"What? While I will say that iPhoto is a nice app, iMovie '09 and iWork '09 are extremely disappointing. iWork is playing catch up to Office in a very big way. Every one of the new features are meant to replicate things that Office has been able to do for quite some time."

      I would hope so, Word, Excel, PowerPoint, etc... have been around since around 1983, that's 25 years. iWork has been around for 3 years. But the best thing going for iWork is that it is not bloated. Less features, less code, less code, less bugs, less all of the above, more efficient and easier to use.
      Less face it on any given day, I only use maybe 10% of all of Words features, I'm sure many people use much more than I, but I really doubt many, if any use 100%. iWork maybe a better fit for most people than Word at a much, much better price.
      Axsimulate
      • Everyone uses a different 20%.

        One thing to keep in mind about Microsoft Office.

        It is a common point that people make that most users only use around 20% of the functionality of MS Office. Which is probably true... However everyone uses a different 20% of the functionality. So Microsoft can't just start pulling out "bloated" features.

        Another poor argument is that new code is better code. This is soooo completely wrong. New code is untested code. Old code is tested code with years of reliability and nuances baked in. Also old code gets updated through refactoring during each iteration when needed, making it more efficient while still retaining all updates and bug fixes.

        The only time old code gets thrown out is when the core functionality/purpose of the code is no longer useful or has been replaced by something completely different.
        mikefarinha
        • @mikefarinha

          ?One thing to keep in mind about Microsoft Office.

          It is a common point that people make that most users only use around 20% of the functionality of MS Office. Which is probably true... However everyone uses a different 20% of the functionality. So Microsoft can't just start pulling out "bloated" features.?

          I don?t expect Microsoft to pull ?bloated? features, I don?t even think I suggested it. I was trying to point out, certainly IWork is going to be playing catch up to Word, Word has many years under it?s belt. And while iWork might be underwhelming, it might be a better fit for some people because it don?t have feature bloat and can be had for a considerable amount less than Office.

          ?Another poor argument is that new code is better code. This is soooo completely wrong. New code is untested code. Old code is tested code with years of reliability and nuances baked in. Also old code gets updated through refactoring during each iteration when needed, making it more efficient while still retaining all updates and bug fixes.?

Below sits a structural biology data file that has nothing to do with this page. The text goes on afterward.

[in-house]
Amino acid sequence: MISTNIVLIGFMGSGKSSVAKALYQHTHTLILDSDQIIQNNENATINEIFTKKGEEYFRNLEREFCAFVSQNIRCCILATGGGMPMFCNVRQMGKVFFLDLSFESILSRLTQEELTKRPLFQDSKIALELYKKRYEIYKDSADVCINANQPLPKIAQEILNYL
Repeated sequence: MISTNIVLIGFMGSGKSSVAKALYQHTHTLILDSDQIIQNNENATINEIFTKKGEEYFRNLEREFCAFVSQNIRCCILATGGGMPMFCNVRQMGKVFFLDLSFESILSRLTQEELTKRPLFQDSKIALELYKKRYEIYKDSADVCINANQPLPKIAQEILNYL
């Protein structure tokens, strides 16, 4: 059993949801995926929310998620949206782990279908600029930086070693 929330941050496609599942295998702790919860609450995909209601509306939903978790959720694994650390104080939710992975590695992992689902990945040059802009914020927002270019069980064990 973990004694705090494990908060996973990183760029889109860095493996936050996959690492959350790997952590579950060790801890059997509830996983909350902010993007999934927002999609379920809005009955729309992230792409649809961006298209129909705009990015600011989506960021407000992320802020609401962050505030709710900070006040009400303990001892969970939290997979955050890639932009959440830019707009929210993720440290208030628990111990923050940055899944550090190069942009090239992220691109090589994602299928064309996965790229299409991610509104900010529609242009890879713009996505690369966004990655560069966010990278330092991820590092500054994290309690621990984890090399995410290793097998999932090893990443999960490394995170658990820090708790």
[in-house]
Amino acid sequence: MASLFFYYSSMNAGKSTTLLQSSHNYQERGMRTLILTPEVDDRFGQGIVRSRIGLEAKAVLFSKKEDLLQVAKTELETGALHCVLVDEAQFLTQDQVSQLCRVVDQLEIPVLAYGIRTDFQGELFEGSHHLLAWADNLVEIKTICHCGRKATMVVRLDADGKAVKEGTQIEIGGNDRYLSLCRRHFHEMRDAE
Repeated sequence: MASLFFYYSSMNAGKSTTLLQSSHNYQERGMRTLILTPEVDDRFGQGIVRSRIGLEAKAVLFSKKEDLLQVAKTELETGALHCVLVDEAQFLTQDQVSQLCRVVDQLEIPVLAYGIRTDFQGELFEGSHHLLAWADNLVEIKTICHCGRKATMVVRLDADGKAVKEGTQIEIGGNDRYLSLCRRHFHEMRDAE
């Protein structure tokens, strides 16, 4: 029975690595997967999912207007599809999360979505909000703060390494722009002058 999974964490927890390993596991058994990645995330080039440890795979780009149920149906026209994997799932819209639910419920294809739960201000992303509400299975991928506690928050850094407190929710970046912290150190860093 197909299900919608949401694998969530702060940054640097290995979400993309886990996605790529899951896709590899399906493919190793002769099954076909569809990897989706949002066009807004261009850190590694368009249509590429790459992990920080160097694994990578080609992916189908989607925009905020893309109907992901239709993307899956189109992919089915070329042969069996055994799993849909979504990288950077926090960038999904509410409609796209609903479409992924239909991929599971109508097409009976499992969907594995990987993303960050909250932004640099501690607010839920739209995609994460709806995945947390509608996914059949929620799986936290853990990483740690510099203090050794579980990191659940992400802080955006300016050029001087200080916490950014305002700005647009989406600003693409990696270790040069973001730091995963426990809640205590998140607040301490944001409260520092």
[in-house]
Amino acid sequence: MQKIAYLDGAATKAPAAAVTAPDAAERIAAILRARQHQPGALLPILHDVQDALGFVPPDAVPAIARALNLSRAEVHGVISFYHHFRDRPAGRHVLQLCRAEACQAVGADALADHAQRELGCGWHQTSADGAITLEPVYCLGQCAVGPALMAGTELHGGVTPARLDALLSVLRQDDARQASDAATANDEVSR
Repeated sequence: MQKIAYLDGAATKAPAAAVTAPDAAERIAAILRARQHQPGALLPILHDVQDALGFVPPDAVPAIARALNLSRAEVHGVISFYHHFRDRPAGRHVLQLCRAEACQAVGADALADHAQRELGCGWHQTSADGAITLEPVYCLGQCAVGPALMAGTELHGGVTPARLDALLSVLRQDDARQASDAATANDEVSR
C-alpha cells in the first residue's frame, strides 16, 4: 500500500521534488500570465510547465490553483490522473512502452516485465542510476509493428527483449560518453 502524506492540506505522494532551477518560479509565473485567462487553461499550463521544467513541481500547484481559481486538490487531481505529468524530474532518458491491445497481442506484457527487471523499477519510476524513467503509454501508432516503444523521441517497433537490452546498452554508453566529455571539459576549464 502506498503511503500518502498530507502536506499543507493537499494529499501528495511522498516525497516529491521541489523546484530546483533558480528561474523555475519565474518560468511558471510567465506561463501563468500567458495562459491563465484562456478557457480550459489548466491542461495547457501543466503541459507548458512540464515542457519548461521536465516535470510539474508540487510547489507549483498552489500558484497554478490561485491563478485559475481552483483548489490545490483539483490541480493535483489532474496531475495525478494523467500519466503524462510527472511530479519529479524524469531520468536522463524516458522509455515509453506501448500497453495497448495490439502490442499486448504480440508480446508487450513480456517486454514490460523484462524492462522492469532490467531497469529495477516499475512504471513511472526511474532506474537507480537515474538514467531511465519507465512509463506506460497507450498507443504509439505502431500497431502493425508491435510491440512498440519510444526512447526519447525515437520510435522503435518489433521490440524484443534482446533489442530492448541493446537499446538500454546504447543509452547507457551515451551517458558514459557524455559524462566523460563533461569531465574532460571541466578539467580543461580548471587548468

I didn?t say old code was better than new code just because it?s new. Certainly they both have their advantages and disadvantages, but I can tell you that no matter how old the code may be, there is still a better chance that 1 million lines of code has more bugs than 100,000 lines of code. And not all of Office code is old. It?s a mixture of old and new and everything in between. Don?t get me wrong I like Word and use it everyday, but I would consider moving to a new word processor as long as it does everything I need, compatible with others and cost less than Word. I have been eying up Open Office, and tried it for a bit, but not enough to think about switching yet.
          Axsimulate
    • Microsoft has lost the plot

      The amazing thing about the Apple keynote, to me as a devoted Windows user, is how well Apple is serving its core audience. It's introducing lots of great new stuff that people are going to immediately use and enjoy, while maintaining the core of what makes a Mac a Mac.

      Contrast with Microsoft, which is dithering around with things like 'snapping' windows (barely a feature at all, and certainly not exciting), while simultaneously demolishing the user interface that its user base has come to know and love. Who asked MS to do away with menus? Who asked them to close down the system and waste screen space, so that Windows becomes as single-task-oriented as the Mac has always been? Who asked them to focus on appearance rather than functionality?

      I'm not saying this in praise of Apple or the Mac; I'll switch to Linux long before I go Mac. But I have to seriously envy Apple fans' the support they're getting from their favored technology company. Microsoft has totally forgotten who its customers are, which is a great way of ensuring that it soon won't have any.

      Unlikely? Not at all. They're acting just like IBM did, about the time it became totally irrelevant to the PC business it had created.
      fungo
    • Huh???

      Have you ever taken a look at Keynote??? You know, part of iWork... It runs circles around PowerPoint... You always hear the term, "Death by PowerPoint".. You will never hear, "Death by Keynote"...

      Keynote is the best presentation software the world has seen to date... One of the many reasons you will see at least one Power Mac near the stage at any Microsoft presentation (tons of pics floating around)... Because even Microsoft doesn't use PowerPoint, they use Apple?s Keynote software.... PowerPoint SUCKS!!!!

      No one will argue that MS has the Office community cornered with MS Office but that is mainly Excel.. Excel is extremely powerful and any company trying to take it on, will have their work cut out for them. Word, Exchange, Access, Publisher, etc... Either mediocre to seriously lame... Easy to take down...

      I have no doubts that MS can exist as a company if they fall back on Excel alone... However, they are on the downhill slope and loosing ground daily. Redmond doesn?t innovate... they never have... they don't know how to innovate... The Courts have put the kibosh on their semi-successful monopolizing/brutalizing business plan, so they are now just a big lion sans teeth and claws... Nothing to do but wait until the money runs out as people slowly realize the lion is all show and no bite. "Proud to be a PC"??? No... That is the modern day equivalent of saying you were proud to be horse and buggy man after Ford created the Assembly line.... Just plain stupid.

      Back to Monkey Boy's keynote... Big Giant Bore.... Just like Shillers. But hey, they can?t always be exciting? Besides, we all knew that Balmer the Palmer isn?t capable of pulling a trick pony out on stage. Boy can't even dance... Microsoft.. keep anything secret? LOL.. Yeah Right.
      i8thecat
    • uh?

      What does this have to do with Ballmer's presentation? Are
      we talking about MS or Apple in this post?
      Eleutherios